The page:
For this last menu, at Jégverem, I’ll skip listing the usual dishes, but of course they’re all here. More interesting are: the drunkard’s soup (chicken, vegetables, chicken liver dumplings, and beef); the grilled pike-perch fillet with herb butter, served with coriander and peas purée, and potatoes rosti. There’s also a whole page of chef’s specialties with exotic names and gargantuan portions: Aunt Irma’s favorite (see below); Mrs. Viczák’s secret (turkey breast stuffed with ham, corn, and herb butter, breaded and deep-fried, served with fries); Mr. Viczák’s secret (pork chop with bean, ham hock, and herb butter stuffing, served with fries); a pörkölt with the holy trinity of Hungarian meats (tripes, brain, pork knuckle); a pork chop, smoked sausage, and bean stew with potato croquettes. If you count the Jóka bean soup (which, if it’s from Jóka, isn’t really from Sopron), that makes a total of three dishes featuring beans in some function. And there are some more steak ideas: steak Hungarian style (with potato lecsó); steak with Kékfrankos, mushroom sauce and potato croquettes. And there’s another plate with Kékfrankos, the Kékfrankos beef pörkölt with galuska. And there’s a spicy Sopron wild boar roast with potato fritters — finally a local specialty of sorts? Wow!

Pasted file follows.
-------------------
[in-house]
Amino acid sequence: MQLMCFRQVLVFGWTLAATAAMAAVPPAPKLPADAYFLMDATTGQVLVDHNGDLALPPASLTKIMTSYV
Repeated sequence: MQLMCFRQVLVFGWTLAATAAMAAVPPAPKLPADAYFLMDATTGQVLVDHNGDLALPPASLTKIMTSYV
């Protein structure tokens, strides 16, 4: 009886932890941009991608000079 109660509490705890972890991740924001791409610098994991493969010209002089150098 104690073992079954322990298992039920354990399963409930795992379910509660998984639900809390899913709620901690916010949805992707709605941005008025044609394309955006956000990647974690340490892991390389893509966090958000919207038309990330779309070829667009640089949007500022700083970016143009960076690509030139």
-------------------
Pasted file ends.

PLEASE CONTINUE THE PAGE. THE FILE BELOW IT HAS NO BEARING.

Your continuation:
Here I particularly regret not having spent hours unearthing the nature of Sopron cuisine before my trip, because my choices don’t contain any Kékfrankos or beans or wild boar. But I do have the venison cutlets “forester-style,” and we can reasonably hope the venison didn’t come from New Zealand. The very sweet blueberry sauce tends to mask the meat’s taste, and isn’t quite what I expected from the forester style. The surrounding potato croquettes are more or less average, with little taste.
Aunt Irma’s Favorite is a chicken breast stuffed with goose liver, bacon, cream cheese, and a hint of mustard and chives, rolled in parsley breading, and served with both rice and fries. The goose liver (liver, not foie gras) is a little bit dry, but otherwise this is a pretty successful combination. It comes with a wedge of lemon that goes well once drizzled, so I guess the silly garnish that comes with every plate isn’t completely useless. The menu warns you: “it’s a hefty meal indeed!,” which in Hungarian parlance means it’s a portion for two: two cutlets, two starchy sides…
The house red wine, unfortunately, should be avoided: it’s just plonk. And on top of that, mine was corked! I guess that what happens when you buy wine from the ice man.
While the restaurants I’ve visited serve reasonable Hungarian fare, the identity of Sopron cuisine today remains tenuous, even after all this food. You can take a Hungarian dish (such as a pörkölt; a dish from a neighboring country is acceptable too) and add Sopron wine to it — or just drink the wine on the side. Every once in a while, you eat red cabbage or beans (the Hegykő red cabbage, the bean goulash, the occasional salad, soup, or stew with beans among other ingredients), though not really more often than you would in other surrounding regions. Like anywhere else, you can take a local product and append your town’s name to the dish on the menu for extra color (Hegykő vegetable soup, Sopron wild boar).
Let’s talk about the genuine Sopron strudel next time. Or not…